Many backup vendors supply their own special agent that will handle the quiesce process if VMware Tools doesn’t offer support.

Schedule backups carefully

VMs share the resources of a host and hosts share storage devices, and creating backups is a resource-intensive operation. In a virtual environment, creating a backup can cause resource starvation among your hosts and VMs. While backing up at the virtualization layer reduces resource usage on your VMs when backups occur, resource usage will still be high on your hosts and storage devices when backups are running.

To avoid too much concentrated I/O—which can affect the performance of your VM—you should schedule your backups to limit the number of concurrent VM backups on a host and shared datastores. Hosts typically share the same datastores in virtual environments, and bottlenecks caused by too many simultaneous VM backups on a single datastore will affect all hosts that have VMs running on that datastore.

Likewise, if too many VMs on the same host are being backed up at the same time, it will create bottlenecks for all the VMs on that host.

You should plan backup schedules carefully to ensure that backups occur in a balanced manner which do not cause resource problems for your VMs. And don’t rely on sluggish VMs to tell you that you have a problem while your backups are running. Instead, look at performance statistics taken at the virtualization layer to learn whether you have a problem. This allows you to monitor the I/O and make adjustments as needed to balance it out.

Don’t resource starve your backup server

Backup servers are basically like pumps: Data is read from a source and goes into the backup server, and then the data is sent from backup server to the target device. The volume that a backup server can handle is determined by the resources assigned to it, and the more resources available, the faster it can pump data. Backups can heavily tax network and storage resources, but there is more to backups then just moving data from point A to point B. Backup servers handle advanced functions like deduplication, compression and determining which disk blocks need to be backed up.

For your backup server to achieve maximum throughput, it needs to have sufficient resources to avoid creating a bottleneck in any one resource area.

You should monitor the resource usage of the backup server: In practice, it’s better for a backup server to have too many resources than too few. If those resources are maxed out, chances are the backup server will need more. By ensuring that your backup server has the resources that it needs, you can ensure that it pumps data at maximum speed and decrease the time of your backup windows.

The virtualization architecture introduces a lot of unique and creative ways to back up your VMs when compared to traditional physical environments. Backup applications that integrate with virtualization can take advantage of these features and leverage them to increase the efficiency of backups. VMware has developed specific APIs that benefit backup applications, such as the vStorage APIs for Data Protection (VADP), which allows backup applications to interface directly with hosts and storage devices. VADP offers more efficient access to virtual disk files and contains features—such Changed Block Tracking (CBT)—which can greatly reduce the time it takes to perform incremental backups.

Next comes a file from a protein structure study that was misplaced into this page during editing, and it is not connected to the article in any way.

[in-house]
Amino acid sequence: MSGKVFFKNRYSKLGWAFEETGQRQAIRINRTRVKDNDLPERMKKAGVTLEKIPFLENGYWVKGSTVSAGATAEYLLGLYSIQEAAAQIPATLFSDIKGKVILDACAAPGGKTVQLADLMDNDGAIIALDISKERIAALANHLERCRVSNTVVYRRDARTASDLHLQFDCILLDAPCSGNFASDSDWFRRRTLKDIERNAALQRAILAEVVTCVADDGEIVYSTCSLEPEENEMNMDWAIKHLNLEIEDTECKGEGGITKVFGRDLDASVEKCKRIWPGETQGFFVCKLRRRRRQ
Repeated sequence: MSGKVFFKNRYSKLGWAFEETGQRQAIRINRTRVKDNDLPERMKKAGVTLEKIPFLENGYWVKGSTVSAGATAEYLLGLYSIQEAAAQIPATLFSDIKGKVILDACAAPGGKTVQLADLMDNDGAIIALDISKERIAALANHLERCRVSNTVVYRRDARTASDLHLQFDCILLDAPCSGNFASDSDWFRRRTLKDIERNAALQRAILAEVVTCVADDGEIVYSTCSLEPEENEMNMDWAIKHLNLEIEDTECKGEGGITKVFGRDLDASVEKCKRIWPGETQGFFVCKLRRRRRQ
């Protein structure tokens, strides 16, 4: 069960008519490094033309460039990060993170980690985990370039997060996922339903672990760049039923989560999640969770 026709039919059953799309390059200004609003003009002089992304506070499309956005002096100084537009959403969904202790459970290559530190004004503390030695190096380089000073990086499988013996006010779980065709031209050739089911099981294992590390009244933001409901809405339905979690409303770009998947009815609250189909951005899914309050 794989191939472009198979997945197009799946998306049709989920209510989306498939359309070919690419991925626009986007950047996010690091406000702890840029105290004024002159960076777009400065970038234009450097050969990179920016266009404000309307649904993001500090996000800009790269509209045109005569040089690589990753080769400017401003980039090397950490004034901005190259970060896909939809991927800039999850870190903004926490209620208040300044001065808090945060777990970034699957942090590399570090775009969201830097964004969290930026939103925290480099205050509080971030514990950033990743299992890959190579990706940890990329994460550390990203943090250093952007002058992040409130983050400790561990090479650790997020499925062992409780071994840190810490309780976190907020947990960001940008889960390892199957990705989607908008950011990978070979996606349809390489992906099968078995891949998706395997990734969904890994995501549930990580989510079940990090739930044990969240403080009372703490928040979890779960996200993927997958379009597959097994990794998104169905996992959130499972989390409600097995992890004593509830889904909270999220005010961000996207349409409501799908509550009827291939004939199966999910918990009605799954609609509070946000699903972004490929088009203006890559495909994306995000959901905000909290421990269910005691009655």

A big part of an incremental backup is figuring out what changed since the last backup. CBT queries a virtual machine’s VMkernel, which keeps track of disk block changes, to quickly determine which disk blocks of a VM’s virtual disk have changed since a specific point in time.

Backup applications normally figure this out on their own, so making this information instantly available can mean faster completion of the incremental backup process.

In order to achieve the most efficient backups possible, always make sure your backup application takes advantage of the many benefits provided by the virtualization architecture.

 About this author: Eric Siebert is an IT industry veteran with more than 25 years experience covering many different areas but focusing on server administration and virtualization. He is a very active member in the VMware Vmtn support forums and has obtained the elite Guru status by helping others with their own problems and challenges. He is also a Vmtn user moderator and maintains his own VMware VI3 information website, vSphere-land. In addition, he is a regular contributor on TechTarget's SearchServerVirtualization and SearchVMware websites.

This article was previously published on SearchDataBackup.com.

This was first published in August 2011